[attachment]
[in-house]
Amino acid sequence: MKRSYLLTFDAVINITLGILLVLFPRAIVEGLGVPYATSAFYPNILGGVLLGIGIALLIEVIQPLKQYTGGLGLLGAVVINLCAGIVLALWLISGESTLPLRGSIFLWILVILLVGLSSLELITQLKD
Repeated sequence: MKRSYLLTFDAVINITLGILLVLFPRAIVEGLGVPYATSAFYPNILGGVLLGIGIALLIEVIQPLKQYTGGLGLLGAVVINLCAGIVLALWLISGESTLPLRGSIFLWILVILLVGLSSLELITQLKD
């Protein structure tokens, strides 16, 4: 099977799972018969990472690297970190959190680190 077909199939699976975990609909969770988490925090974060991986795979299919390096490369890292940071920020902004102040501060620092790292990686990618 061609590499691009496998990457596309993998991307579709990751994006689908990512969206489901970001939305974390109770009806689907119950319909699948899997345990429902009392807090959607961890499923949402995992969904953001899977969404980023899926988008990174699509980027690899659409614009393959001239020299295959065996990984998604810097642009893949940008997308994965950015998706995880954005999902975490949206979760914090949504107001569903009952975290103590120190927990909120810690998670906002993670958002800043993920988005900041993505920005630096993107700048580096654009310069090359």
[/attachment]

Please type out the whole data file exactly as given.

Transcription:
[in-house]
Amino acid sequence: MKRSYLLTFDAVINITLGILLVLFPRAIVEGLGVPYATSAFYPNILGGVLLGIGIALLIEVIQPLKQYTGGLGLLGAVVINLCAGIVLALWLISGESTLPLRGSIFLWILVILLVGLSSLELITQLKD
Repeated sequence: MKRSYLLTFDAVINITLGILLVLFPRAIVEGLGVPYATSAFYPNILGGVLLGIGIALLIEVIQPLKQYTGGLGLLGAVVINLCAGIVLALWLISGESTLPLRGSIFLWILVILLVGLSSLELITQLKD
């Protein structure tokens, strides 16, 4: 099977799972018969990472690297970190959190680190 077909199939699976975990609909969770988490925090974060991986795979299919390096490369890292940071920020902004102040501060620092790292990686990618 061609590499691009496998990457596309993998991307579709990751994006689908990512969206489901970001939305974390109770009806689907119950319909699948899997345990429902009392807090959607961890499923949402995992969904953001899977969404980023899926988008990174699509980027690899659409614009393959001239020299295959065996990984998604810097642009893949940008997308994965950015998706995880954005999902975490949206979760914090949504107001569903009952975290103590120190927990909120810690998670906002993670958002800043993920988005900041993505920005630096993107700048580096654009310069090359």